At present, the orchard ditching and fertilizing technology has a series of problems, such as easy tree roots damage, high energy consumption and uneven fertilizing. In this paper, a gas explosion subsoiling and fertilizer injection machine was designed, which used high pressure gas to shock soil body and then injected fertilizer. The drill pipe mechanism with pneumatic chipping hammer excitation and hydraulic assistance was designed to drill the soil. The operation of gas and liquid fertilizer supply was controlled by PLC system. The 3D model of the whole machine was established by using SolidWorks software. The machine prototype was produced, and field experiments were carried out. The results showed that soil fractures were created and diffused by gas explosion, and the subsoiling effect radius reached 40 cm under the condition of 0.8 MPa gas pressure and 30 cm drilling depth. What’s more, the work efficiency is 0.048 hm2/h at least. This machine could meet the agronomic requirements of orchard, garden and city greening fertilization, and the tree roots were not easily damaged and the fertilizer evenly distributed, which was conducive to nutrient absorption of root growth.
With this contribution, we want to show a successful example of the application of the Design Thinking methodology, in the European project 'Technology transfer of Remotely Piloted Aircraft Systems (RPAS) for the creative industry'. The use of this methodology has allowed us to design and build a drone, based on the real needs of prospective users. It has demonstrated that this is a powerful tool for generating innovative ideas in the field of robotics, by focusing its effectiveness on understanding and solving real user needs. In this way, with the support of an interdisciplinary team, comprised of creatives, engineers and economists, together with the collaboration of prospective users from three European countries, a non-linear work dynamic has been created. This teamwork has generated a sense of appreciation towards the creative industries, through continuously adaptive, inventive, and playful collaboration and communication, which has facilitated the development of prototypes. These have been designed to enable filming and photography in interior spaces, within 13 sectors of European creative industries: Advertising, Architecture, Fashion, Film, Antiques and Museums, Music, Photography, Televison, Performing Arts, Publishing, Arts and Crafts, Design and Software. Furthermore, it has married the real needs of the creative industries, with what is technologically and commercially viable. As a result, a product of great value has been obtained, which offers new business opportunities for small companies across this sector.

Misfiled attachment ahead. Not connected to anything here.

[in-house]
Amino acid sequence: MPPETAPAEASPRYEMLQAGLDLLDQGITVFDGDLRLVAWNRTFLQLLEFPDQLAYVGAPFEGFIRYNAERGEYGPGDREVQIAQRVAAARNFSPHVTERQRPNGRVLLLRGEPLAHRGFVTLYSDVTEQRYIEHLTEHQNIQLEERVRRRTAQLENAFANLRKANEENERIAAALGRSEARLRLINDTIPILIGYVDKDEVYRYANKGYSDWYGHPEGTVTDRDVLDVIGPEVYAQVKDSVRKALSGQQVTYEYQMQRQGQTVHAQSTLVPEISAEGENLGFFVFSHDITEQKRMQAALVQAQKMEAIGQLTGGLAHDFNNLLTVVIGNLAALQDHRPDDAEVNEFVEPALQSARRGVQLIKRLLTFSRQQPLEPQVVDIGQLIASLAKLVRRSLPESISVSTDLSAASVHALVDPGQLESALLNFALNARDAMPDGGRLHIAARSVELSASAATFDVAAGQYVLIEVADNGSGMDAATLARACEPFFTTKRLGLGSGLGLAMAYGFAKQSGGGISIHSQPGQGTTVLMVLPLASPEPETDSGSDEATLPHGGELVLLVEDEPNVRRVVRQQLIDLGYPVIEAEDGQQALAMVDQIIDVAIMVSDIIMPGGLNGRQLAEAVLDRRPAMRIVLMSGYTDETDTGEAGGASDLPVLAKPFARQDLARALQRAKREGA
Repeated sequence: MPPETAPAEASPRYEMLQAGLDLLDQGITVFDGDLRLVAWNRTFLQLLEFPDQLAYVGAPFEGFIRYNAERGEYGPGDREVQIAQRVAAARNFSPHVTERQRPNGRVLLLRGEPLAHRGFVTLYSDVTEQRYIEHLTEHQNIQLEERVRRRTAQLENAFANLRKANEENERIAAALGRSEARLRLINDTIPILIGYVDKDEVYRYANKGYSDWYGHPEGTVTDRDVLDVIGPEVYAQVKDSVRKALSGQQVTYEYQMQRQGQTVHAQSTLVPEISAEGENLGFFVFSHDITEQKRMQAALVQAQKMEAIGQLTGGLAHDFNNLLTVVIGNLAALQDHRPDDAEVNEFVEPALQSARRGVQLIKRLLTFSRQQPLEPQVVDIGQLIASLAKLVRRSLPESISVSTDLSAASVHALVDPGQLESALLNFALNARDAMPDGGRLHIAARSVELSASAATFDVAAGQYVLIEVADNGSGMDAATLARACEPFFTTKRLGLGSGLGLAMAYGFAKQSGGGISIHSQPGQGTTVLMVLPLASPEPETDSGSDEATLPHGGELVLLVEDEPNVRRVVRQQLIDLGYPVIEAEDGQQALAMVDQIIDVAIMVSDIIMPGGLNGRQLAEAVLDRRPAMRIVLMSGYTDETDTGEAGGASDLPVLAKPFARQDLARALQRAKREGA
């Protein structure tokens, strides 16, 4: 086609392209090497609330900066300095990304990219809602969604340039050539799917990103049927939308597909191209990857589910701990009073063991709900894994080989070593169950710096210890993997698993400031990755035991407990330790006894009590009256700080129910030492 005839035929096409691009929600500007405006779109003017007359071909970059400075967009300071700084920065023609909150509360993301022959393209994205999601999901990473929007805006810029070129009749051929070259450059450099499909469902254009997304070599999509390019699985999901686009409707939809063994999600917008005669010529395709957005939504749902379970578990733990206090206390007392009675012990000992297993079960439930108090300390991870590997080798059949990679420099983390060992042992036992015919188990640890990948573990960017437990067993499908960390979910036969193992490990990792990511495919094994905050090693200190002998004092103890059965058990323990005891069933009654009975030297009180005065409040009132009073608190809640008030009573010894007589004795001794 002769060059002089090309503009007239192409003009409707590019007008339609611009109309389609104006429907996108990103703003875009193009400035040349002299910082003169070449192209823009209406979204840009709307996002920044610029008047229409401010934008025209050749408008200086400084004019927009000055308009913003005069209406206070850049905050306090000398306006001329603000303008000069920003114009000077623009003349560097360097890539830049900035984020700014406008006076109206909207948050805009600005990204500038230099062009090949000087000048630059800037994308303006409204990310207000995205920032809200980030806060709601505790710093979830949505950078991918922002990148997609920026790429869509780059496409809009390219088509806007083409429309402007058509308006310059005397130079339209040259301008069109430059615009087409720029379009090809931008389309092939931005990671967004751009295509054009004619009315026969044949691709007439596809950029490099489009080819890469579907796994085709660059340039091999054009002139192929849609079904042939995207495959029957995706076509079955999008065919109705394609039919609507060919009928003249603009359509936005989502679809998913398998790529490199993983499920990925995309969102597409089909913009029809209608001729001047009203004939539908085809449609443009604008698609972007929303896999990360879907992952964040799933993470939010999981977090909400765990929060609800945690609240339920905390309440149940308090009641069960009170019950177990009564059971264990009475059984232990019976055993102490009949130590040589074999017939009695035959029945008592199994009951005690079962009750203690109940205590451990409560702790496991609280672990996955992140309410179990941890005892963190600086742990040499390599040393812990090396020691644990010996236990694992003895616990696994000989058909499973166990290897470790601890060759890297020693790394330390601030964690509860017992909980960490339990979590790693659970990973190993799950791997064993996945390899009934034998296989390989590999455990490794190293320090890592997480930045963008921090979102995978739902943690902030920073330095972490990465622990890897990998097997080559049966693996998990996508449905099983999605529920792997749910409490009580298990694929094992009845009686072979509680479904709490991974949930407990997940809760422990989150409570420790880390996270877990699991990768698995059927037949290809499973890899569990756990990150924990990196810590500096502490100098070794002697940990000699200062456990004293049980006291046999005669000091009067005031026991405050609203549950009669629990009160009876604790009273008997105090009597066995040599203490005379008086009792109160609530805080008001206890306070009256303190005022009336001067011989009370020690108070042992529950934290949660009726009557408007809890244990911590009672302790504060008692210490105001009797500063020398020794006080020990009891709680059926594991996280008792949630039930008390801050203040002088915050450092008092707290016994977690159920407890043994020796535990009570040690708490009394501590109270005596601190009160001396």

System Safety Regulations (SSR) are a central component to the airworthiness certification of Unmanned Aircraft Systems (UAS). There is significant debate on the setting of appropriate SSR for UAS. Putting this debate aside, the challenge lies in how to apply the system safety process to UAS, which lacks the data and operational heritage of conventionally piloted aircraft. The limited knowledge and lack of operational data result in uncertainty in the system safety assessment of UAS. This uncertainty can lead to incorrect compliance findings and the potential certification and operation of UAS that do not meet minimum safety performance requirements. The existing system safety assessment and compliance processes, as used for conventional piloted aviation, do not adequately account for the uncertainty, limiting the suitability of its application to UAS. This paper discusses the challenges of undertaking system safety assessments for UAS and presents current and envisaged research towards addressing these challenges. It aims to highlight the main advantages associated with adopting a risk based framework to the System Safety Performance Requirement (SSPR) compliance process that is capable of taking the uncertainty associated with each of the outputs of the system safety assessment process into consideration. Based on this study, it is made clear that developing a framework tailored to UAS, would allow for a more rational, transparent and systematic approach to decision making. This would reduce the need for conservative assumptions and take the risk posed by each UAS into consideration while determining its state of compliance to the SSR.